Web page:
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The Unknown Professor

I've been using discussion boards since the mid-1990s (back when you needed a script to put one up). And I can say that if you're getting that many participants, you're doing great.

Like so much else in teaching, managing expectations is one of the keys. I take a good bit of time at the beginning of the semester to explain how the 'Board works, and that I will typically only lurk for the most part. In other words, my comments will be relatively few, and limited to those times when people either get off track or are totally stumped for more than a day or two. It takes a while, and a lot of reinforcement in the early days of class, but they eventually get it.

At my graduate program, the grad students handled most of the core class sections. There was a tradition of the grad student instructors posting in the common class board (covering 5-600 students a semester) under aliases (my favorite pseudonym was Gregor Samsa from "Metamorphosis" - the guy who woke up and found he'd turned into a 6 foot cockroach).

This way, I could turn discussions where I wanted without them knowing it was me, make points that needed making, etc... without them feeling that they needed to depend on me as the instructor. To this day, I "prime the pump" on the the board in the first few days with questions/comments from my various aliases.

academic coach

"Like so much else in teaching, managing expectations is one of the keys."

What a brilliant phrase. I completely agree.

Here's the e-mail response to Unknown Profs comment from the prof who sent me the question. I've made slight edits to protect her anonymity:

She writes: "I just got back from a WebCT Vista conference at our school. I went to a break out on discussion groups, and they suggested having students write a reflection paper about learning, where they have to go and analyze threads (their contributions and others) and show where their learning happened, etc. That allows the prof to back away some and let them make sense of things.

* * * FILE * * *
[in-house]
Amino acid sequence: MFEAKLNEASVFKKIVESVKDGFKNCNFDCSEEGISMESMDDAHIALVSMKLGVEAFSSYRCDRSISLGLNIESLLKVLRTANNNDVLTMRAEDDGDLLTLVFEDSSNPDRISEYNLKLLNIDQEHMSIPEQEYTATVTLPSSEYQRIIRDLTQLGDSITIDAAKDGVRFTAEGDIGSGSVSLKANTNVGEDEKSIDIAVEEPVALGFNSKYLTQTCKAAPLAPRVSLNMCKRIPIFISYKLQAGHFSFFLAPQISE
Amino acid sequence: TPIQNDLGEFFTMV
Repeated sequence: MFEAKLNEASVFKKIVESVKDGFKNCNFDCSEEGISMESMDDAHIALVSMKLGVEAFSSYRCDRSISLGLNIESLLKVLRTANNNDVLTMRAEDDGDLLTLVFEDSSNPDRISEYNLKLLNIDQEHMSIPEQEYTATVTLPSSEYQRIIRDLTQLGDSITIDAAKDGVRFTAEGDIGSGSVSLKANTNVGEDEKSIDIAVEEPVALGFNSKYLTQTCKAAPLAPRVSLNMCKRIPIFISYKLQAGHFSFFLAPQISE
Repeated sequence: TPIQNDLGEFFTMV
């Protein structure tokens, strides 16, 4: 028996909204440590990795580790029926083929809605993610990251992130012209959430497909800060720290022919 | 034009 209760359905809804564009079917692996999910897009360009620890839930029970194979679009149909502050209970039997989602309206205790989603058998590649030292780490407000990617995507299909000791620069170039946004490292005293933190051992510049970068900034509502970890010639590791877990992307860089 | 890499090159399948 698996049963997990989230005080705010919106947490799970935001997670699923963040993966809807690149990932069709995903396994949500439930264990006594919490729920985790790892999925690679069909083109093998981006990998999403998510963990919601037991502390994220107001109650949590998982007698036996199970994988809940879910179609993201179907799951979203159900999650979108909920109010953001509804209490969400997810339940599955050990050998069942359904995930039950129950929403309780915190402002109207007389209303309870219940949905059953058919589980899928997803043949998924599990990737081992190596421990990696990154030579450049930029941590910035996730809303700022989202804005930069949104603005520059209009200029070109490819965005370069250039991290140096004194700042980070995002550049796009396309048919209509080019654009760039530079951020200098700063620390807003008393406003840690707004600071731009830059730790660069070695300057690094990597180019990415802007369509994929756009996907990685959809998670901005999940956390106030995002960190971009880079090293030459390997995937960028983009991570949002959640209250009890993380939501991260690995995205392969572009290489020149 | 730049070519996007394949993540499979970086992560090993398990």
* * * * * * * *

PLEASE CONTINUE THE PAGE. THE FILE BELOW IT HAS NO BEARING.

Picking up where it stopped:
I think though that for this term, I am stuck with the interactional patterns I have set up in interaction with them about responding a fair amount. But I am learning! This is just my first time using an online environment for discussion threads and it's all new to me. But I love especially the "XXXX" class. When we discussed theories of XXXX there were over 2000 emails -- great analyses of the articles, using their personal history and weaving them with the articles, etc.

Vista won't allow us to do 'fake names' because it is linked directly to Banner, our software for grades/transcripts, etc., and so fake names are not okay. That's too bad, because I loved that idea!"


Laura

Being an anonymous commenter in class is great! We did that a couple of times in our blog class. What I did is tell the class that I was going to read our blog like any other blog. I would comment on what interested me or things I had questions about. I think for some that motivated them to write interesting things in order to get comments, not just from me but from others. We did a fair amount of anonymous commenting at the beginning to get things going, but towards the end, I didn't really need to comment at all. The funny thing about the anonymous commenting was that it happened by accident. I forgot to log in while making a comment on something and then I realized how useful that was!

I'm hoping I get the chance to try this again next semester.

academic coach

Laura, aka geeky mom, how funny that you talk about enjoying anonymous comments when you are among my favorite non-anonymous academibloggers.

Laura

Believe me, there are times when I wish I were anonymous. I definitely think it's been more valuable to be in the open.

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